7. I keep repeating it, this administration discovered the “loophole” in our constitutional republic, it is dependent on self discipline and the honor system.

    FDR discovered it too but, had a war to cover his tracks. Nixon dabbled.

  8. Steve Hayward tweezes the threads in the decision. Hayward:

    *** Hence, Justice Scalia’s dissent not only contains a powerful contrary Originalist argument, but here and there sticks it to Justice Kennedy for his frequent confusions and inconsistencies. Like this passage:

    First, the Constitution’s core, government-structuring provisions are no less critical to preserving liberty than are the later adopted provisions of the Bill of Rights. Indeed, “[s]o convinced were the Framers that liberty of the person inheres in structure that at first they did not consider a Bill of Rights necessary.” Clinton v. City of New York, 524 U. S. 417, 450 (1998) (KENNEDY, J., concurring).

    That “KENNEDY, J. concurring” is a nice little knife jab, as there were numerous other cases Scalia could have cited on this point—including the language of the Obamacare decision that Kennedy joined. But Scalia is not done:

    This Court does not defer to the other branches’ resolution of such controversies; as JUSTICE KENNEDY has previously written, our role is in no way “lessened” because it might be said that “the two political branches are adjusting their own powers between themselves.”

    Boom!

    Beyond these less-than-subtle smacks at his colleague, Scalia makes a straightforward case that the recess clause isn’t “ambiguous” at all. There’s a simple rule of thumb that can be used in these kind of cases: when the liberals have to write long and winding opinions in relatively straightforward controversies, it’s because they’re trying to obfuscate and overrun the basic principles of the Constitution. ***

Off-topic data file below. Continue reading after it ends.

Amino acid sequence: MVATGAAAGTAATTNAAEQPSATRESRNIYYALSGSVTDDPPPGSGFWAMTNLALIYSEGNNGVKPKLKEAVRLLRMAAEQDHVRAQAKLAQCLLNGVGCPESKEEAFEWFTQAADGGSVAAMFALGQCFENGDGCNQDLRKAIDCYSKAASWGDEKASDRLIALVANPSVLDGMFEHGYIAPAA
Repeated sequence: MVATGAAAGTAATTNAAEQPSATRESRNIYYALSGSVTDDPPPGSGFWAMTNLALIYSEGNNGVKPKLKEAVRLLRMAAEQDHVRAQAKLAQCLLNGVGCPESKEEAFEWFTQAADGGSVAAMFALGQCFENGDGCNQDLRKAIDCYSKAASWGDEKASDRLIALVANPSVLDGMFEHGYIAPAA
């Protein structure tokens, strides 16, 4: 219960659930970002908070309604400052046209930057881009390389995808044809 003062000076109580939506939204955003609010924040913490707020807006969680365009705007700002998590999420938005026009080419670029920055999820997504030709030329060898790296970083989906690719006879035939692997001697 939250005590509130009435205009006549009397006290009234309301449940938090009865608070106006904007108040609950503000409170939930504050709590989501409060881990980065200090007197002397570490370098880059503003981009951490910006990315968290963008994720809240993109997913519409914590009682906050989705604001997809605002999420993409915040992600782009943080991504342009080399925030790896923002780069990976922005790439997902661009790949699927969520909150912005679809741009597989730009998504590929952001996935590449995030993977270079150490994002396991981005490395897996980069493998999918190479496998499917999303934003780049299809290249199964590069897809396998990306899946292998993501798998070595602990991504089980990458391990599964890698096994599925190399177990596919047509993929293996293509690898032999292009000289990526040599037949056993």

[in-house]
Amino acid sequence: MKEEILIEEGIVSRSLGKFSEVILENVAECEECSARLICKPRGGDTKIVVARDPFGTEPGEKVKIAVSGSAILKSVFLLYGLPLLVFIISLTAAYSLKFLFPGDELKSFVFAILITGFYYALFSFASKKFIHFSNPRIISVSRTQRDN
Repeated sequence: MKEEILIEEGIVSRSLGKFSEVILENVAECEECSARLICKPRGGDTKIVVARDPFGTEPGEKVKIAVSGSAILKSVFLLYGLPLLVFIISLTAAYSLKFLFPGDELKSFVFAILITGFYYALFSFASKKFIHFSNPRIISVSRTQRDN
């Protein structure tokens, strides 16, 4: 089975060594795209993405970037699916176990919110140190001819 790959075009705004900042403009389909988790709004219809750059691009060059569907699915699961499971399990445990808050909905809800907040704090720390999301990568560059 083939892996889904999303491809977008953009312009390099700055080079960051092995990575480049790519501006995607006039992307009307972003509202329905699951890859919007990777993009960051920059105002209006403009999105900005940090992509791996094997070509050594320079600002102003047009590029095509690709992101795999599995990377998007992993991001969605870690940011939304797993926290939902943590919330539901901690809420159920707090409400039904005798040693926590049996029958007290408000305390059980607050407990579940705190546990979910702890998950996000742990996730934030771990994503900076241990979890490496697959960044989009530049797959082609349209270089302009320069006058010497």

9. Ernst,

    breaking soon: “President unilaterally overrules Supreme Court decision.”

    Preezy: “The Court has made its ruling, now let’s see them enforce it.”

  10. One more thing: if the SCOTUS has ruled the NLRB recess appointments invalid, does that make the NLRB’s subsequent actions null and void?

  11. . . . does that make the NLRB’s subsequent actions null and void?

    It’s surely an active question on the legal front. But hey, the ClownDisasterites no more consider the implications of that before they proceed to act unconstitutionally than they do the enormous waste of Federal dollars implementing an idiotic unworkable top-down central controlled health-care system which couldn’t possibly function and hence is necessarily an absurd waste of money only to be discovered to the public after the monsters have been driven from office. So.

  12. if the SCOTUS has ruled the NLRB recess appointments invalid, does that make the NLRB’s subsequent actions null and void? – See more at: http://proteinwisdom.com/?p=54156#comment-1090132

    If the appointments are invalid, then nothing the NLRB has done with those seats filled (with the invalid members) is valid in any respect, since the NLRB requires a quorum to operate, and without those seats being filled, there is no quorum.

    However, it requires someone harmed by those rulings to bring suit to have them declared so. Shouldn’t be difficult, but that extra step must be taken. If a judge upholds them, then that judge is risking being officially upbraided by having his ruling “voided with instructions” or outright “reversed on appeal”.

    Of course, it is entirely possible that the businesses on the losing end of those ruling can simply go back to status quo ante, and let the winners try and sue to get the rulings upheld, even after being voided due to lack of quorum. Legally, it is as though the rulings were never issued, but there is no telling what a judge will do in these times.

  13. the SCOTUS has ruled the NLRB recess appointments invalid, does that make the NLRB’s subsequent actions null and void?

    Almost certainly, they’ll be deemed valid.

  14. If The American Republic still existed, this ruling by the SCOTUS would mean something, but, alas, that once well-regarded government, unique in the World, is now just a wistful memory of the Glory that once was.